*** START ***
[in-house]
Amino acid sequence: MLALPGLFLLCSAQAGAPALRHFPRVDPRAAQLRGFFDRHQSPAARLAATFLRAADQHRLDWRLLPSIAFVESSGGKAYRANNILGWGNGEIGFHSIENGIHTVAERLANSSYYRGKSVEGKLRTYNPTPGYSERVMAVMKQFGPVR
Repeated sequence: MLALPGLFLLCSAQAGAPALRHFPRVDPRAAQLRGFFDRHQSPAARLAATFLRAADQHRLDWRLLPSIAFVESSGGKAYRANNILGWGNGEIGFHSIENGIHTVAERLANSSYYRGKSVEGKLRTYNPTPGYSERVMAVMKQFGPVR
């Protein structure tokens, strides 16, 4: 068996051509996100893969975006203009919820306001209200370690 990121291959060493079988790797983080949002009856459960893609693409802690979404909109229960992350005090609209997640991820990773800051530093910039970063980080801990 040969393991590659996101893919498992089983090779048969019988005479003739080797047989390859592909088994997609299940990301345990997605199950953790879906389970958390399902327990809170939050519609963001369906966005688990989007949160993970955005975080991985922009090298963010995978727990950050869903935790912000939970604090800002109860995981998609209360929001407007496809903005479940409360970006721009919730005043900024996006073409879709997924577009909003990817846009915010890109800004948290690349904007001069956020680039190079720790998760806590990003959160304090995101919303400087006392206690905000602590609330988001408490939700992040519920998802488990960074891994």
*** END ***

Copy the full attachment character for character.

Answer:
[in-house]
Amino acid sequence: MLALPGLFLLCSAQAGAPALRHFPRVDPRAAQLRGFFDRHQSPAARLAATFLRAADQHRLDWRLLPSIAFVESSGGKAYRANNILGWGNGEIGFHSIENGIHTVAERLANSSYYRGKSVEGKLRTYNPTPGYSERVMAVMKQFGPVR
Repeated sequence: MLALPGLFLLCSAQAGAPALRHFPRVDPRAAQLRGFFDRHQSPAARLAATFLRAADQHRLDWRLLPSIAFVESSGGKAYRANNILGWGNGEIGFHSIENGIHTVAERLANSSYYRGKSVEGKLRTYNPTPGYSERVMAVMKQFGPVR
């Protein structure tokens, strides 16, 4: 068996051509996100893969975006203009919820306001209200370690 990121291959060493079988790797983080949002009856459960893609693409802690979404909109229960992350005090609209997640991820990773800051530093910039970063980080801990 040969393991590659996101893919498992089983090779048969019988005479003739080797047989390859592909088994997609299940990301345990997605199950953790879906389970958390399902327990809170939050519609963001369906966005688990989007949160993970955005975080991985922009090298963010995978727990950050869903935790912000939970604090800002109860995981998609209360929001407007496809903005479940409360970006721009919730005043900024996006073409879709997924577009909003990817846009915010890109800004948290690349904007001069956020680039190079720790998760806590990003959160304090995101919303400087006392206690905000602590609330988001408490939700992040519920998802488990960074891994």